• Some browsers allow add-ons to write extra tokens to the user agent string including arbitrary text. Just one registry change by a rogue add-on can make MSIE look like Firefox.

  • String matching is just inherently unreliable. For example a new browser called “CLUMSIERbrowser” would match MSIE.

Answer

Because if you get it wrong, you may accidentally cut off features to future browsers that support them.

I often find it useful. I know IE6 doesn't support alpha transparency, so I use browser sniffing to detect IE6 and hide/change elements that use them.

Also for running the mouse over quickly numerous times, try HoverIntent. It users setTimeout() I believe to only fire events when the mouse has been over an element for a brief period of time, saving cycles and avoiding queuing up of events and potentially freezing the browser.

Personally, I preferred jQuery with the browser version/type methods. It could be used to show a friendly hello message based on browser. Maybe jQuery deprecated it due to pressure that 'browser sniffing is evil'.

Update

This is what John Resig (creator of jQuery) says:

We're keeping jQuery.browser for the foreseeable future but we want developers to move away from using it - and the best way to get developers to do that is to become a good example of proper development patterns.

To be clear: The points included in $.support are mostly browser bug specific (IE bugs that can't be tested with normal object detection) - and they don't encompass every possible bug (only about a dozen or so). It's expected that other developers will add their own testing points in the future.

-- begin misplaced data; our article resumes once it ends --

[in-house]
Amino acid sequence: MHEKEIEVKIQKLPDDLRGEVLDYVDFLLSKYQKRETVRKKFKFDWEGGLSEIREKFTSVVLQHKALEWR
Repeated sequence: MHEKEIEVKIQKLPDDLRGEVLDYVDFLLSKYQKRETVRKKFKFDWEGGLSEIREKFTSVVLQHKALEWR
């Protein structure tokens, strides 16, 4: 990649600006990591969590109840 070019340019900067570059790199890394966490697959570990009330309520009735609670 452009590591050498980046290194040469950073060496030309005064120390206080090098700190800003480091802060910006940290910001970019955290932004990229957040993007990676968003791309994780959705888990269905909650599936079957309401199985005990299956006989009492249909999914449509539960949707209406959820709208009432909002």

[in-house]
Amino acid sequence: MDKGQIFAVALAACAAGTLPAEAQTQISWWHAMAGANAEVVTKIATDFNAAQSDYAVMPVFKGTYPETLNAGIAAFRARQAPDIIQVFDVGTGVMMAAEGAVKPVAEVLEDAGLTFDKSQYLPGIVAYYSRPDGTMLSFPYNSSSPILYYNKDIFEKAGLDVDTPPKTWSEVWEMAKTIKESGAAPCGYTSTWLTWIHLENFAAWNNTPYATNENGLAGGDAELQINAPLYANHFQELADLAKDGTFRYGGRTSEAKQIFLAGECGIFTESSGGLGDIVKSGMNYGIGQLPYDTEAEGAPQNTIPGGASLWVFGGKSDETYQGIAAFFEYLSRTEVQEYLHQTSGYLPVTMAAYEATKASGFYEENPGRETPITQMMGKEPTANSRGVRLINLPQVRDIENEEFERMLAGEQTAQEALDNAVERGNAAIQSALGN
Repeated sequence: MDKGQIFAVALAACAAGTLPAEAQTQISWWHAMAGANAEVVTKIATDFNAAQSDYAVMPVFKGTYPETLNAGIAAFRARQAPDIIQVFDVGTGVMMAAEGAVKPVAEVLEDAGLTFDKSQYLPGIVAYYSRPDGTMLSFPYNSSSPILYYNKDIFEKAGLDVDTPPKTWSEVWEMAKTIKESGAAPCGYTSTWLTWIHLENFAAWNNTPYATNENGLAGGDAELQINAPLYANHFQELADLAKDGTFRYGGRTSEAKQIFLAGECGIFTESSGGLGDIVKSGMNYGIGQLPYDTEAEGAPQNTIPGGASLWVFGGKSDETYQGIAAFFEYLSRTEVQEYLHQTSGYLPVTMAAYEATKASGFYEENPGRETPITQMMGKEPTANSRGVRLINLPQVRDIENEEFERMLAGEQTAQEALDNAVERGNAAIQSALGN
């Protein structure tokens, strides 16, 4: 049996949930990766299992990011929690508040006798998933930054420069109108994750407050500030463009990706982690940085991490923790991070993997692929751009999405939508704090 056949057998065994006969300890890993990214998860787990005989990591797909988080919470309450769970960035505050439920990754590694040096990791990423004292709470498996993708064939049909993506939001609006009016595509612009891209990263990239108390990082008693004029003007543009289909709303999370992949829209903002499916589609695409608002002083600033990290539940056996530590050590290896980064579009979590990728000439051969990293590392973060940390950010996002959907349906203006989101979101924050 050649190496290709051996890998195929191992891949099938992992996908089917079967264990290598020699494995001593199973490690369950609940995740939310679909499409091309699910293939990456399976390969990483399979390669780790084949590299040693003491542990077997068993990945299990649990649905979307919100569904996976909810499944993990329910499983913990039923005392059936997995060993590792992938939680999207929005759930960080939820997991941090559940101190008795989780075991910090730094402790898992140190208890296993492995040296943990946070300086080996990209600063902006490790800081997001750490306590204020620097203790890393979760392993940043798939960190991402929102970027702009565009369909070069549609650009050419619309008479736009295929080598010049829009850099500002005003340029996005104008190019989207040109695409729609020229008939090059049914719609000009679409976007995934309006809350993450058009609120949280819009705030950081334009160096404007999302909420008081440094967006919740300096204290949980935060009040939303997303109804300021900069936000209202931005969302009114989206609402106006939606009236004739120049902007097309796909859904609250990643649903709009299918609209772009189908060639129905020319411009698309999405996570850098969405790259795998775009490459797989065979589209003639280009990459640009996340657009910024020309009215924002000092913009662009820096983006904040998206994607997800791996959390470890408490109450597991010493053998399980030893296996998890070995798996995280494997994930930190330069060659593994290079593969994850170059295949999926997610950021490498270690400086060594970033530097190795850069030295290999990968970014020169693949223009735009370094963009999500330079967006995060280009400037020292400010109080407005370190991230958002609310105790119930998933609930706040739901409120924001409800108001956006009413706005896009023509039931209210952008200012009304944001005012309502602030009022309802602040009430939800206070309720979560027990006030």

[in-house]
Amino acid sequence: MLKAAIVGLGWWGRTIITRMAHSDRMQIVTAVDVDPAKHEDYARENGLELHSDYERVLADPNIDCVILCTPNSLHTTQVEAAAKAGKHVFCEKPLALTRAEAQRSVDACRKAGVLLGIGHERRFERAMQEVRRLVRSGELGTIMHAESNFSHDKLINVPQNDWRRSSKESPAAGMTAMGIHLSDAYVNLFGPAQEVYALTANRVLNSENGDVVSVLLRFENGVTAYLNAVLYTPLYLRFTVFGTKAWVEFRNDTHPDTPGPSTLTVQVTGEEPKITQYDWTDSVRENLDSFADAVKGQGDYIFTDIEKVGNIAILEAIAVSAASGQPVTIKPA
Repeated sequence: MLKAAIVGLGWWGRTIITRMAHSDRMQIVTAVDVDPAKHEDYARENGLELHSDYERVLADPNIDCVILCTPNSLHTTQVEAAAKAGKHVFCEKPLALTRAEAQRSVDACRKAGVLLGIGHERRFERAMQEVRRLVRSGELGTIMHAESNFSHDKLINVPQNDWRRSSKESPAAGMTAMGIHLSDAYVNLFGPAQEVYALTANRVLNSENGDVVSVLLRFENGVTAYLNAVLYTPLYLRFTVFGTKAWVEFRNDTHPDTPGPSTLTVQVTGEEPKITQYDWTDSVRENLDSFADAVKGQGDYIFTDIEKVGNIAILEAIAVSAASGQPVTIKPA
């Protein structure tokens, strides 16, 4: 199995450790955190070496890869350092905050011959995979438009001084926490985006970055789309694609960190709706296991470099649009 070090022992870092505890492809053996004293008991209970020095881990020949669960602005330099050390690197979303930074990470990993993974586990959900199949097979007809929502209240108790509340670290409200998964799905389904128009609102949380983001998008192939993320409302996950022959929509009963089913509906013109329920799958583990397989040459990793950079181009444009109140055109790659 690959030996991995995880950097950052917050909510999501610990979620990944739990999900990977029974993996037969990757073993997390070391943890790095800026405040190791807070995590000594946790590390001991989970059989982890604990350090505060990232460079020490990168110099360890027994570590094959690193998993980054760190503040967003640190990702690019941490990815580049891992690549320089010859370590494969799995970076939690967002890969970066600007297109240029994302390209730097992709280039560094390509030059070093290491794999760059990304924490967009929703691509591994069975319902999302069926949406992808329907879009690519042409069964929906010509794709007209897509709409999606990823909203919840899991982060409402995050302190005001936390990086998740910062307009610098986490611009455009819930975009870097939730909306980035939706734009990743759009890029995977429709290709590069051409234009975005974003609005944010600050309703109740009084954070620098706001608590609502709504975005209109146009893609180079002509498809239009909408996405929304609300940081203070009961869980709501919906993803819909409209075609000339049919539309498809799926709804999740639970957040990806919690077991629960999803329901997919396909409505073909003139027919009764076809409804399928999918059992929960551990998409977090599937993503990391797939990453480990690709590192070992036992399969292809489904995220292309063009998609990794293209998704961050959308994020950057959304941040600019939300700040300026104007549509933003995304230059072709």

Also, in that commit I forgot to land the actual support.js file - it can be found here: http://dev.jquery.com/browser/trunk/jquery/src/support.js?rev=5986

Source: http://www.reddit.com/r/programming/comments/7l2mr/jquery_removes_all_browser_sniffing/

Also see: http://dev.jquery.com/changeset/5985

Answer

I use a combination of stuff I learned from the HTML5 boilerplate and jquery, so using the IE conditional comments to determine IE version, then test for the existance of these classes. Therefore the HTML would have this at the top:

<!--[if lt IE 7 ]> <html class="no-js ie6" lang="en"> <![endif]-->
<!--[if IE 7 ]>    <html class="no-js ie7" lang="en"> <![endif]-->
<!--[if IE 8 ]>    <html class="no-js ie8" lang="en"> <![endif]-->
<!--[if IE 9 ]>    <html class="no-js ie9" lang="en"> <![endif]-->
<!--[if (gte IE 9)|!(IE)]><!--> <html class="no-js" lang="en"> <!--<![endif]-->

Then I would go on to test for the existance of .ie6, .ie7 etc in jquery like this:

if($('.ie6, .ie7').length > 0){
    // your conditional stuff here
}

Works well for me.

NOTE: Obviously this only tests for IE versions but most other browsers don't cause the issues that IE always does these days and it's much safer than testing the user agent!

Answer

It's not recommended because browsers lie about who they are. See http://farukat.es/journal/2011/02/499-lest-we-forget-or-how-i-learned-whats-so-bad-about-browser-sniffing (an article by the author of the modernizr library).

Also, it is inherently not future-proof. From the article:

Browser sniffing is a technique in which you make assumptions about how a piece of code will work in the future. Generally this means making an assumption that a specific browser bug will always be there - which frequently leads to code breaking when browsers make changes and fix bugs.

Feature detection is recommended as it's much simpler, makes for clearer intent in code, and avoids the issue entirely of browsers lying about who they are.

Answer

Sniff for features, not for useragents. Pseudocode:

if (browser.supports('feature')){
    //execute feature
}

else{
    //fallback
}